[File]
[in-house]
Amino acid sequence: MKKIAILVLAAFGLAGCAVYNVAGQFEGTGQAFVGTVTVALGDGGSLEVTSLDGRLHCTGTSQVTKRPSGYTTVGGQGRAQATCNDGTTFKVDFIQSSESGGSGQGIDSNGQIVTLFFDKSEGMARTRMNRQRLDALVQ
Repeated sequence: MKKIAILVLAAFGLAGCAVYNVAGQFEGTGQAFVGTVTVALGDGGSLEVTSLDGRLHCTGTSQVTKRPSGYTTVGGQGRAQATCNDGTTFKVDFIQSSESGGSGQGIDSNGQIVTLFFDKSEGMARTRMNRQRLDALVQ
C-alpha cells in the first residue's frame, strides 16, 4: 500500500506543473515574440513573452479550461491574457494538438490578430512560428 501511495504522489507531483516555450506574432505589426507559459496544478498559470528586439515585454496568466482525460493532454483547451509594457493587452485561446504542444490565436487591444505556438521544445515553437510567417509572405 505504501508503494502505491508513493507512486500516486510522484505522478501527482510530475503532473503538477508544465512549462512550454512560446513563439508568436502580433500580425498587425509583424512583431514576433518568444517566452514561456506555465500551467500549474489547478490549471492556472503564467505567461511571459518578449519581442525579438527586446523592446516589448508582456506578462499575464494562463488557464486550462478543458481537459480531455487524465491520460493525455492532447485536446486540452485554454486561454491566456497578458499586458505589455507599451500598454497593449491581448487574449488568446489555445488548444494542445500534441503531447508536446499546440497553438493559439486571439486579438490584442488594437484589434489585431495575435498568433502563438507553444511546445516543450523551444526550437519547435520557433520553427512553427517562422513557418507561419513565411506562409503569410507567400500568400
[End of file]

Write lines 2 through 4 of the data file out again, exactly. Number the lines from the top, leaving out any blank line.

Amino acid sequence: MKKIAILVLAAFGLAGCAVYNVAGQFEGTGQAFVGTVTVALGDGGSLEVTSLDGRLHCTGTSQVTKRPSGYTTVGGQGRAQATCNDGTTFKVDFIQSSESGGSGQGIDSNGQIVTLFFDKSEGMARTRMNRQRLDALVQ
Repeated sequence: MKKIAILVLAAFGLAGCAVYNVAGQFEGTGQAFVGTVTVALGDGGSLEVTSLDGRLHCTGTSQVTKRPSGYTTVGGQGRAQATCNDGTTFKVDFIQSSESGGSGQGIDSNGQIVTLFFDKSEGMARTRMNRQRLDALVQ
C-alpha cells in the first residue's frame, strides 16, 4: 500500500506543473515574440513573452479550461491574457494538438490578430512560428 501511495504522489507531483516555450506574432505589426507559459496544478498559470528586439515585454496568466482525460493532454483547451509594457493587452485561446504542444490565436487591444505556438521544445515553437510567417509572405 505504501508503494502505491508513493507512486500516486510522484505522478501527482510530475503532473503538477508544465512549462512550454512560446513563439508568436502580433500580425498587425509583424512583431514576433518568444517566452514561456506555465500551467500549474489547478490549471492556472503564467505567461511571459518578449519581442525579438527586446523592446516589448508582456506578462499575464494562463488557464486550462478543458481537459480531455487524465491520460493525455492532447485536446486540452485554454486561454491566456497578458499586458505589455507599451500598454497593449491581448487574449488568446489555445488548444494542445500534441503531447508536446499546440497553438493559439486571439486579438490584442488594437484589434489585431495575435498568433502563438507553444511546445516543450523551444526550437519547435520557433520553427512553427517562422513557418507561419513565411506562409503569410507567400500568400